[JURIST] UN Secretary-General Ban Ki-moon [official website] on Monday announced the composition [statement] of an international panel to investigate the May flotilla incident [JURIST news archive], in which Israeli forces raided several Turkish ships bound for the blockaded Gaza Strip [BBC backgrounder]. The panel will consist of four members, including former New Zealand premier Geoffrey Palmer [official profile], outgoing Colombian President Alvaro Uribe [BBC profile] and two other members, one appointed by Israel and the other by Turkey. Ban described the panel as "unprecedented," and stated his hope that the "agreement will impact positively on the relationship between Turkey and Israel as well as the overall situation in the Middle East." The panel has a mandate to recommend ways to prevent similar incidents from occurring in the future. The panel will begin its work on August 10 and submit a progress report by September. Also on Monday, the Israeli government announced that it will cooperate with the panel [AP report]. The announcement comes a week after the Israeli government indicated that it will not participate [JURIST report] with another investigation into the incident conducted by the UN Human Rights Council (UNHRC) [official website], which it characterized as biased.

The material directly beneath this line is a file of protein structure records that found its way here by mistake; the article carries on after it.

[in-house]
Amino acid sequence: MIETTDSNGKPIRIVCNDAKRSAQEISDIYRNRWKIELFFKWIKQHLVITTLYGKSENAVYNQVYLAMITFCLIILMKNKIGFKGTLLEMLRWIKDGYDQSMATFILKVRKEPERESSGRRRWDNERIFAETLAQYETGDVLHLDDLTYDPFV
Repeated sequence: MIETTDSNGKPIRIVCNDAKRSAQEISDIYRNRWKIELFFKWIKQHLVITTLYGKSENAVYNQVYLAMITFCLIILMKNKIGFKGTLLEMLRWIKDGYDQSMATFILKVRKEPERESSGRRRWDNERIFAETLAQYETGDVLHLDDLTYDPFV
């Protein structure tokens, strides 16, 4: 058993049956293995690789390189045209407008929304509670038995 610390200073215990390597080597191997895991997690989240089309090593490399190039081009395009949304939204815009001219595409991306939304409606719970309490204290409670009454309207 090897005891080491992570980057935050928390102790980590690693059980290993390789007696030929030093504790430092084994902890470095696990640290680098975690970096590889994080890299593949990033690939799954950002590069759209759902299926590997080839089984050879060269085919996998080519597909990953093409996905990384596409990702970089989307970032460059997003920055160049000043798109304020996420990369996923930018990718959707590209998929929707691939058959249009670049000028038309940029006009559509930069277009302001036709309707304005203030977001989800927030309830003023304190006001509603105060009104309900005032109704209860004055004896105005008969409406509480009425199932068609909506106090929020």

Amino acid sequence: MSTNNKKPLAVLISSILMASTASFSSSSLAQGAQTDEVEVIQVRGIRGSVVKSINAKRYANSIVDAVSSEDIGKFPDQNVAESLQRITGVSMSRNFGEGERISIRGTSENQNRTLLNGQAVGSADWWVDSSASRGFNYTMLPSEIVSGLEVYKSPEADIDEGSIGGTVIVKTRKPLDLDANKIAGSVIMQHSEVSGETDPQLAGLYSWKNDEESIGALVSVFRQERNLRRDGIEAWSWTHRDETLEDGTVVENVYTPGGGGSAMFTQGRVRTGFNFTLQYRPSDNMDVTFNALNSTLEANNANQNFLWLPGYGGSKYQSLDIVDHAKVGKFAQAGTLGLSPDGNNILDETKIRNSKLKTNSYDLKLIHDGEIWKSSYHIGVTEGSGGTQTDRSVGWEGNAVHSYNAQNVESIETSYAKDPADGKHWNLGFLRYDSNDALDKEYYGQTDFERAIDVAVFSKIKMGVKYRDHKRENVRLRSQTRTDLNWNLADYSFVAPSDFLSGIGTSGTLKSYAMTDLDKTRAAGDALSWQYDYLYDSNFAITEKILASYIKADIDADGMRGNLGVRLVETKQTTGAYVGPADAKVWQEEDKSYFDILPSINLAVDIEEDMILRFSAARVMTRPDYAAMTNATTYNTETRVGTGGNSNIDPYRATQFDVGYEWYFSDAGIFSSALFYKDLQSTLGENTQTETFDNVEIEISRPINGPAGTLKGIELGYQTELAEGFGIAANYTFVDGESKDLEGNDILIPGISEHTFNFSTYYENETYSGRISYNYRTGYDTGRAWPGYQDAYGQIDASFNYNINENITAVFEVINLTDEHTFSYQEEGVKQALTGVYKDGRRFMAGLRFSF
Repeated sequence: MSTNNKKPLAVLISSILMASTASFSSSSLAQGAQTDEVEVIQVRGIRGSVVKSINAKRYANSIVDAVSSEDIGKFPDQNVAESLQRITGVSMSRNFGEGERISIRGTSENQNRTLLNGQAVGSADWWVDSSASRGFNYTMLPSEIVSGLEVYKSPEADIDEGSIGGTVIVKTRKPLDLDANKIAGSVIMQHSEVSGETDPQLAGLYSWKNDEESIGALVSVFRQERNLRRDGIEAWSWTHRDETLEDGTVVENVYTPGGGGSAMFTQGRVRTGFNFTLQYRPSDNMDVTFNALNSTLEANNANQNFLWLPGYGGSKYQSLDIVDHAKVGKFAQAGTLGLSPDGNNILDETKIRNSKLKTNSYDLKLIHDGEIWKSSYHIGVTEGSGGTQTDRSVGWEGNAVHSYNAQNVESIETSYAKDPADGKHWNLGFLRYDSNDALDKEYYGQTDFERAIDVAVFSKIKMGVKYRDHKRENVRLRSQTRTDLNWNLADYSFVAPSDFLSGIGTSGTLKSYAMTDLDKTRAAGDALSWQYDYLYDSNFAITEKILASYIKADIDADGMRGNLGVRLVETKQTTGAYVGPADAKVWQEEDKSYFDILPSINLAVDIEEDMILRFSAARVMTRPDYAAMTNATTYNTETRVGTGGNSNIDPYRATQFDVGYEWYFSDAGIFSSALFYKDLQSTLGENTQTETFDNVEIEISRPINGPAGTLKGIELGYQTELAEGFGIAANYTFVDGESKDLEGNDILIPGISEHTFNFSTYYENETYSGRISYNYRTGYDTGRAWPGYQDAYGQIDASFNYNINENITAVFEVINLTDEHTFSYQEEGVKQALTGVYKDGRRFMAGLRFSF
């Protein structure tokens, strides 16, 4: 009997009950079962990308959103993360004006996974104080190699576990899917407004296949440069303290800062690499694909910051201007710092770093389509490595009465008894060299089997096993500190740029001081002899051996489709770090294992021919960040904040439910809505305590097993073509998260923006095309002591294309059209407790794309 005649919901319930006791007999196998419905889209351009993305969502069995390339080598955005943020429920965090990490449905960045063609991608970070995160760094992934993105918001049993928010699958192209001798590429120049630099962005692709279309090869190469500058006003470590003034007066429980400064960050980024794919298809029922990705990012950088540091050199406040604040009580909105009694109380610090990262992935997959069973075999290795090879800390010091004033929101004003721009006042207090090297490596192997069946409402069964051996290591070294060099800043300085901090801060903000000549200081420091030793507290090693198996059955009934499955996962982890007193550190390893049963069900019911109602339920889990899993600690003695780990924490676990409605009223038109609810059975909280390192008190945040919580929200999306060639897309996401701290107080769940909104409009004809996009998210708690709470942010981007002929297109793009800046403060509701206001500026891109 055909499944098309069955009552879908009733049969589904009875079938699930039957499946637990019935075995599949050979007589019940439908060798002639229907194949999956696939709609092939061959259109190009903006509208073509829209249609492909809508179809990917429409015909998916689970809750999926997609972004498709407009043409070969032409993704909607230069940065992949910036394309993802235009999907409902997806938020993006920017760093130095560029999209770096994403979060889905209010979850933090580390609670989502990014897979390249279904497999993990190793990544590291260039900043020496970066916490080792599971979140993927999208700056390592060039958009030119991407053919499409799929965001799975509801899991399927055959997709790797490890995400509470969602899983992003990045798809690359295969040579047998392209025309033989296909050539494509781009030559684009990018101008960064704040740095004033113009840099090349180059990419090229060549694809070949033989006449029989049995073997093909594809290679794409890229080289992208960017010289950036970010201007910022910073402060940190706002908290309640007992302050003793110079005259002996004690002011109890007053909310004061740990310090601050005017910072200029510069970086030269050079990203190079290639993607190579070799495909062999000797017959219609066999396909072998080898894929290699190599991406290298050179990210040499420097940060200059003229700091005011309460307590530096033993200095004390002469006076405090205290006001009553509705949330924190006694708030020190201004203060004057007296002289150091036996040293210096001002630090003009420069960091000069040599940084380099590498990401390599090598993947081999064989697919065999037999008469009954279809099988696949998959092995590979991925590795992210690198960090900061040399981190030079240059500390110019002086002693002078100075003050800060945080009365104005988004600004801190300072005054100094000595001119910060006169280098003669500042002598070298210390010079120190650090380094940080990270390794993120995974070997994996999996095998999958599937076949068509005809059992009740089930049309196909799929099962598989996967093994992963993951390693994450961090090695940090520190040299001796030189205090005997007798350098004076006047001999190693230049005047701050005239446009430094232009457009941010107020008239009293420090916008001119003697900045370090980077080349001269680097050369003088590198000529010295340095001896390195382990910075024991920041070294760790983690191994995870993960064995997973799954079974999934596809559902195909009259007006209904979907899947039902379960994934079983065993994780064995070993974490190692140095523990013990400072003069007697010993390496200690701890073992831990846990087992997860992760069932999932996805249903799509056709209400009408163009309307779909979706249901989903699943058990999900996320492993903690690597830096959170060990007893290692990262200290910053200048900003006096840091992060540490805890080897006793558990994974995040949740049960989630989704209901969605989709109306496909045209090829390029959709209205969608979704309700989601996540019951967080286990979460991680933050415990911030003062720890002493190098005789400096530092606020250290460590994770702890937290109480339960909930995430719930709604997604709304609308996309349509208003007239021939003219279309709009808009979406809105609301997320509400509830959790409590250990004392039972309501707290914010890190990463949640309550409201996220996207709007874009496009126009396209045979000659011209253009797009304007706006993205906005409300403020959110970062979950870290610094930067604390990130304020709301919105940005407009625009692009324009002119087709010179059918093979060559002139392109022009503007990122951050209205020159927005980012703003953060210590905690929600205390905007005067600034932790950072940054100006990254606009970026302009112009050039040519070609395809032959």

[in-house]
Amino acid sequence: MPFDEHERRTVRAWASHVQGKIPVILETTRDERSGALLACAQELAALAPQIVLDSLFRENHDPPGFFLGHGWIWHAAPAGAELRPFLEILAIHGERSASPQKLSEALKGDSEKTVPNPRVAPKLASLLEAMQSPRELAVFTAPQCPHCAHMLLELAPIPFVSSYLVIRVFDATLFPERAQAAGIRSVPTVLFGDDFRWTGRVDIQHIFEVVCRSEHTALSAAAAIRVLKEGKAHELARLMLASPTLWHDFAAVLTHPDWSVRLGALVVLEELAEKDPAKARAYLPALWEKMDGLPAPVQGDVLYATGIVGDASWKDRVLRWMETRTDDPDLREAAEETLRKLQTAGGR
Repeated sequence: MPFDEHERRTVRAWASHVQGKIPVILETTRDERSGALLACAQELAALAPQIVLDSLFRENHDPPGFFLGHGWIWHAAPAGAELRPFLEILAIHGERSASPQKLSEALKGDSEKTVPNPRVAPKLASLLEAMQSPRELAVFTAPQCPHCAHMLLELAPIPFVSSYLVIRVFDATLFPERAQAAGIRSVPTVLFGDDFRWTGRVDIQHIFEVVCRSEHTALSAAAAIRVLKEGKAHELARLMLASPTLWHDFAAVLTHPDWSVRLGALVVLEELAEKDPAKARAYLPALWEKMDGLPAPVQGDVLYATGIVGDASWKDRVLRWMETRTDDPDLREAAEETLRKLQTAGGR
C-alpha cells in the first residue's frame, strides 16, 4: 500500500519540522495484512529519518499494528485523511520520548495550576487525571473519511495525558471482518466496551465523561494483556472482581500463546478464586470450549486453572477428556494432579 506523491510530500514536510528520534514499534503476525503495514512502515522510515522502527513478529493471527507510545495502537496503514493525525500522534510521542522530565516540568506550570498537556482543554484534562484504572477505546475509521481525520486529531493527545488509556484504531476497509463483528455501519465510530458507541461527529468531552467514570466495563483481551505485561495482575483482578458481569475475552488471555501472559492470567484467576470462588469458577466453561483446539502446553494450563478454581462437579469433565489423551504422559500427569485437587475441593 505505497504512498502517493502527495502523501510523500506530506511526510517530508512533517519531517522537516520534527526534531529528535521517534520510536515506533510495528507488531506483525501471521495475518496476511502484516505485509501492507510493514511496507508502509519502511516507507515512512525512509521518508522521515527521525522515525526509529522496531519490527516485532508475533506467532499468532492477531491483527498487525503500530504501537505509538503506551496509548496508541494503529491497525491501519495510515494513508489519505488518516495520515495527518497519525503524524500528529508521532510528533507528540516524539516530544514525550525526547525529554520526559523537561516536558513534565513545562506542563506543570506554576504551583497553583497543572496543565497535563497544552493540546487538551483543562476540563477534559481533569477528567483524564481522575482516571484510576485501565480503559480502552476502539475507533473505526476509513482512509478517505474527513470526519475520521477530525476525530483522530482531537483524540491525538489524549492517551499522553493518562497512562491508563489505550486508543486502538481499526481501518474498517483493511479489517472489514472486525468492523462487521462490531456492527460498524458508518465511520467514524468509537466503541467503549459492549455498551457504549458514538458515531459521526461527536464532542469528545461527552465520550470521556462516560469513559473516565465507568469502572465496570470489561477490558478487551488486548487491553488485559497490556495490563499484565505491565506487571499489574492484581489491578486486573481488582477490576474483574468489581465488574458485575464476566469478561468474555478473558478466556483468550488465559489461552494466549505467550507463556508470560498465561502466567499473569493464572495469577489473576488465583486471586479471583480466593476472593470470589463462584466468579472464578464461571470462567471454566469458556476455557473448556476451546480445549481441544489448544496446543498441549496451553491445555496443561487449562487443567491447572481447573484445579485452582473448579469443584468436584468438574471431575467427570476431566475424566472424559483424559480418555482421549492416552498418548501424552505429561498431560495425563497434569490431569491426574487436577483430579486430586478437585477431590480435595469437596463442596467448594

The UNHRC on Friday called on Israel to cooperate [JURIST report] with an international inquiry into the flotilla incident. Earlier this month, an Israeli military probe found insufficient intelligence and planning [JURIST report] in the raid in a report, but also concluded that no punishments were necessary. The report also pointed out the operation relied "excessively on a single course of action ... while no alternative courses of action were prepared for the event of more dangerous scenarios." It went on to commend the actions of the soldiers and their commanders, who exhibited "correct decision making" and justifiably resorted to the use of their firearms. Last month, Israeli Prime Minister Benjamin Netanyahu [official website; BBC profile] established a separate panel of jurists [JURIST report] to investigate the attack independently from the military investigation. The panel has not yet completed its investigation. Israeli forces raided six ships attempting to deliver more than 10,000 tons of aid to Gaza in May. The raid left numerous wounded and resulted in the deaths of nine pro-Palestine activists - eight Turks and one American.